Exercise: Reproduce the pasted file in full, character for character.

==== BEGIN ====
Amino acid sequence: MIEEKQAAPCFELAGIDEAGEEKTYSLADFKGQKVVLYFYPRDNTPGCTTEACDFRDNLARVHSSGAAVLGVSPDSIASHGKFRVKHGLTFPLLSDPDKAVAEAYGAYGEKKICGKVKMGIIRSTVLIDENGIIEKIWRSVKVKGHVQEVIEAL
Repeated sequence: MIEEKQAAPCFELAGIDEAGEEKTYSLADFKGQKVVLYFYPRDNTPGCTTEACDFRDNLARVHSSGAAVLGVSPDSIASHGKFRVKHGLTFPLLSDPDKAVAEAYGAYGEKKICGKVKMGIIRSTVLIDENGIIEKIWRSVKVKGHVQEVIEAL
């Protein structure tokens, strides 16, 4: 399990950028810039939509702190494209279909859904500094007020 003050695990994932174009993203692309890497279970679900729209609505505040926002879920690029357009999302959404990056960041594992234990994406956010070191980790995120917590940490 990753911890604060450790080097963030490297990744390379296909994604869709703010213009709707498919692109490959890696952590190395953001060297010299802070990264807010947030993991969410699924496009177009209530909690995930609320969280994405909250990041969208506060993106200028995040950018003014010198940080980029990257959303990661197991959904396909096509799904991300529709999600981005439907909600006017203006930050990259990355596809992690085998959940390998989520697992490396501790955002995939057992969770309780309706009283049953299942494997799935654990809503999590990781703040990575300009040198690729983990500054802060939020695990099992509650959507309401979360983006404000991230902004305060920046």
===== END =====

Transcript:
Amino acid sequence: MIEEKQAAPCFELAGIDEAGEEKTYSLADFKGQKVVLYFYPRDNTPGCTTEACDFRDNLARVHSSGAAVLGVSPDSIASHGKFRVKHGLTFPLLSDPDKAVAEAYGAYGEKKICGKVKMGIIRSTVLIDENGIIEKIWRSVKVKGHVQEVIEAL
Repeated sequence: MIEEKQAAPCFELAGIDEAGEEKTYSLADFKGQKVVLYFYPRDNTPGCTTEACDFRDNLARVHSSGAAVLGVSPDSIASHGKFRVKHGLTFPLLSDPDKAVAEAYGAYGEKKICGKVKMGIIRSTVLIDENGIIEKIWRSVKVKGHVQEVIEAL
């Protein structure tokens, strides 16, 4: 399990950028810039939509702190494209279909859904500094007020 003050695990994932174009993203692309890497279970679900729209609505505040926002879920690029357009999302959404990056960041594992234990994406956010070191980790995120917590940490 990753911890604060450790080097963030490297990744390379296909994604869709703010213009709707498919692109490959890696952590190395953001060297010299802070990264807010947030993991969410699924496009177009209530909690995930609320969280994405909250990041969208506060993106200028995040950018003014010198940080980029990257959303990661197991959904396909096509799904991300529709999600981005439907909600006017203006930050990259990355596809992690085998959940390998989520697992490396501790955002995939057992969770309780309706009283049953299942494997799935654990809503999590990781703040990575300009040198690729983990500054802060939020695990099992509650959507309401979360983006404000991230902004305060920046």